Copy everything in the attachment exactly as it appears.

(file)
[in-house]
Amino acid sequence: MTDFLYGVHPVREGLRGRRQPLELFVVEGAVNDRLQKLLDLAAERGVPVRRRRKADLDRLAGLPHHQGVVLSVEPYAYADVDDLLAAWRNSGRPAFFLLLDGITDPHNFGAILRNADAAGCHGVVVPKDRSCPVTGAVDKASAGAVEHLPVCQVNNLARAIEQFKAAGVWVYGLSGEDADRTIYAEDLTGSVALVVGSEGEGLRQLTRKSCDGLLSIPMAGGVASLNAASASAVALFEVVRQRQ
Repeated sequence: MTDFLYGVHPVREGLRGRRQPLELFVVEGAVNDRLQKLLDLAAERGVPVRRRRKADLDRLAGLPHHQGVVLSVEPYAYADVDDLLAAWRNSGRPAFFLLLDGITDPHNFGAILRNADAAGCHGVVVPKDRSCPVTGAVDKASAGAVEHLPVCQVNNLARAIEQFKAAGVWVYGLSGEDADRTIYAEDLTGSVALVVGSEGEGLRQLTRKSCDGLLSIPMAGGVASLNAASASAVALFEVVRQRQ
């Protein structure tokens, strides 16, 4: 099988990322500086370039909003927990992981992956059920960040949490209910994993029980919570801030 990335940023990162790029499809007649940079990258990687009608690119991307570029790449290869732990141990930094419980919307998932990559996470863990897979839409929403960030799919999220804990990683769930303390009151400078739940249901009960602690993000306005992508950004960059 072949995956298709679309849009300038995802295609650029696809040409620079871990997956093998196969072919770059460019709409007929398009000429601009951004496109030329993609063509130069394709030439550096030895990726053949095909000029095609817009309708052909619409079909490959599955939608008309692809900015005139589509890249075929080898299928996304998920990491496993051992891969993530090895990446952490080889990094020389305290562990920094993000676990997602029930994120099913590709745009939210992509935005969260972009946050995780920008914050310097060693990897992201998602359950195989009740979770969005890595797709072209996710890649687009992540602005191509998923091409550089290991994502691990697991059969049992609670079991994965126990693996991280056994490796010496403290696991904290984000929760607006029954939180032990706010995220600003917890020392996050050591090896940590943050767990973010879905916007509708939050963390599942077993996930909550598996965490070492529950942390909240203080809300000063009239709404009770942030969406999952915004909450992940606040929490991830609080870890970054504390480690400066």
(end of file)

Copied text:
[in-house]
Amino acid sequence: MTDFLYGVHPVREGLRGRRQPLELFVVEGAVNDRLQKLLDLAAERGVPVRRRRKADLDRLAGLPHHQGVVLSVEPYAYADVDDLLAAWRNSGRPAFFLLLDGITDPHNFGAILRNADAAGCHGVVVPKDRSCPVTGAVDKASAGAVEHLPVCQVNNLARAIEQFKAAGVWVYGLSGEDADRTIYAEDLTGSVALVVGSEGEGLRQLTRKSCDGLLSIPMAGGVASLNAASASAVALFEVVRQRQ
Repeated sequence: MTDFLYGVHPVREGLRGRRQPLELFVVEGAVNDRLQKLLDLAAERGVPVRRRRKADLDRLAGLPHHQGVVLSVEPYAYADVDDLLAAWRNSGRPAFFLLLDGITDPHNFGAILRNADAAGCHGVVVPKDRSCPVTGAVDKASAGAVEHLPVCQVNNLARAIEQFKAAGVWVYGLSGEDADRTIYAEDLTGSVALVVGSEGEGLRQLTRKSCDGLLSIPMAGGVASLNAASASAVALFEVVRQRQ
């Protein structure tokens, strides 16, 4: 099988990322500086370039909003927990992981992956059920960040949490209910994993029980919570801030 990335940023990162790029499809007649940079990258990687009608690119991307570029790449290869732990141990930094419980919307998932990559996470863990897979839409929403960030799919999220804990990683769930303390009151400078739940249901009960602690993000306005992508950004960059 072949995956298709679309849009300038995802295609650029696809040409620079871990997956093998196969072919770059460019709409007929398009000429601009951004496109030329993609063509130069394709030439550096030895990726053949095909000029095609817009309708052909619409079909490959599955939608008309692809900015005139589509890249075929080898299928996304998920990491496993051992891969993530090895990446952490080889990094020389305290562990920094993000676990997602029930994120099913590709745009939210992509935005969260972009946050995780920008914050310097060693990897992201998602359950195989009740979770969005890595797709072209996710890649687009992540602005191509998923091409550089290991994502691990697991059969049992609670079991994965126990693996991280056994490796010496403290696991904290984000929760607006029954939180032990706010995220600003917890020392996050050591090896940590943050767990973010879905916007509708939050963390599942077993996930909550598996965490070492529950942390909240203080809300000063009239709404009770942030969406999952915004909450992940606040929490991830609080870890970054504390480690400066």